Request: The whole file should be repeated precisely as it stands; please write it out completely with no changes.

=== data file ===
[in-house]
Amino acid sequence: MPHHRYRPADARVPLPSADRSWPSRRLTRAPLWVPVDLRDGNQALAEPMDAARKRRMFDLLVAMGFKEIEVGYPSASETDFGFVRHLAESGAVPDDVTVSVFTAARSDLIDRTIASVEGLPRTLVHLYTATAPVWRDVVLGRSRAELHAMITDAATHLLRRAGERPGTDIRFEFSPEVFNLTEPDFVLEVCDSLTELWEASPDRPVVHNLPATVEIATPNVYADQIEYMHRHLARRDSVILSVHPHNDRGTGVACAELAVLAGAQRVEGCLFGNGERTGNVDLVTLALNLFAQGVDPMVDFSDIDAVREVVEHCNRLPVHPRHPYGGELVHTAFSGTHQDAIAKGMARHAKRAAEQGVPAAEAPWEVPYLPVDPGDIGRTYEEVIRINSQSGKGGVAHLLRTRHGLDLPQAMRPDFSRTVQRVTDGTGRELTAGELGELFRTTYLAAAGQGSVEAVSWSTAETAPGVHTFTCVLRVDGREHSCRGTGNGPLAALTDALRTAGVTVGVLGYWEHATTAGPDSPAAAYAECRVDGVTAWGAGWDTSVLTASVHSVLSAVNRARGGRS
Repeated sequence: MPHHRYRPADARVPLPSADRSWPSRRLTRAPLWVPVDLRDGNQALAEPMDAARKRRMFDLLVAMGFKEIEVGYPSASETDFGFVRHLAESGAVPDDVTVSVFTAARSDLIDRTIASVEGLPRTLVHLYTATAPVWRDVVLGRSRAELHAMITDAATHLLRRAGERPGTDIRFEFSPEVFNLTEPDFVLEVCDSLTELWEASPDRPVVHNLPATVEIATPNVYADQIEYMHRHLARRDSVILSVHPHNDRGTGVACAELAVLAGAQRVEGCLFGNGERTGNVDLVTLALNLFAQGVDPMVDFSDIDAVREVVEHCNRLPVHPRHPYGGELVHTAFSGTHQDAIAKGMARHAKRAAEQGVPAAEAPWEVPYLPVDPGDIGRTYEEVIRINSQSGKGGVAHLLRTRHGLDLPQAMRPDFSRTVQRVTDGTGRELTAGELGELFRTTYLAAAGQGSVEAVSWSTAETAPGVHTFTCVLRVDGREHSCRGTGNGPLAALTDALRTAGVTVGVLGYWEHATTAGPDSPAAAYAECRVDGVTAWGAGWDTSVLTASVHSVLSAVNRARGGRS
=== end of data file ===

[in-house]
Amino acid sequence: MPHHRYRPADARVPLPSADRSWPSRRLTRAPLWVPVDLRDGNQALAEPMDAARKRRMFDLLVAMGFKEIEVGYPSASETDFGFVRHLAESGAVPDDVTVSVFTAARSDLIDRTIASVEGLPRTLVHLYTATAPVWRDVVLGRSRAELHAMITDAATHLLRRAGERPGTDIRFEFSPEVFNLTEPDFVLEVCDSLTELWEASPDRPVVHNLPATVEIATPNVYADQIEYMHRHLARRDSVILSVHPHNDRGTGVACAELAVLAGAQRVEGCLFGNGERTGNVDLVTLALNLFAQGVDPMVDFSDIDAVREVVEHCNRLPVHPRHPYGGELVHTAFSGTHQDAIAKGMARHAKRAAEQGVPAAEAPWEVPYLPVDPGDIGRTYEEVIRINSQSGKGGVAHLLRTRHGLDLPQAMRPDFSRTVQRVTDGTGRELTAGELGELFRTTYLAAAGQGSVEAVSWSTAETAPGVHTFTCVLRVDGREHSCRGTGNGPLAALTDALRTAGVTVGVLGYWEHATTAGPDSPAAAYAECRVDGVTAWGAGWDTSVLTASVHSVLSAVNRARGGRS
Repeated sequence: MPHHRYRPADARVPLPSADRSWPSRRLTRAPLWVPVDLRDGNQALAEPMDAARKRRMFDLLVAMGFKEIEVGYPSASETDFGFVRHLAESGAVPDDVTVSVFTAARSDLIDRTIASVEGLPRTLVHLYTATAPVWRDVVLGRSRAELHAMITDAATHLLRRAGERPGTDIRFEFSPEVFNLTEPDFVLEVCDSLTELWEASPDRPVVHNLPATVEIATPNVYADQIEYMHRHLARRDSVILSVHPHNDRGTGVACAELAVLAGAQRVEGCLFGNGERTGNVDLVTLALNLFAQGVDPMVDFSDIDAVREVVEHCNRLPVHPRHPYGGELVHTAFSGTHQDAIAKGMARHAKRAAEQGVPAAEAPWEVPYLPVDPGDIGRTYEEVIRINSQSGKGGVAHLLRTRHGLDLPQAMRPDFSRTVQRVTDGTGRELTAGELGELFRTTYLAAAGQGSVEAVSWSTAETAPGVHTFTCVLRVDGREHSCRGTGNGPLAALTDALRTAGVTVGVLGYWEHATTAGPDSPAAAYAECRVDGVTAWGAGWDTSVLTASVHSVLSAVNRARGGRS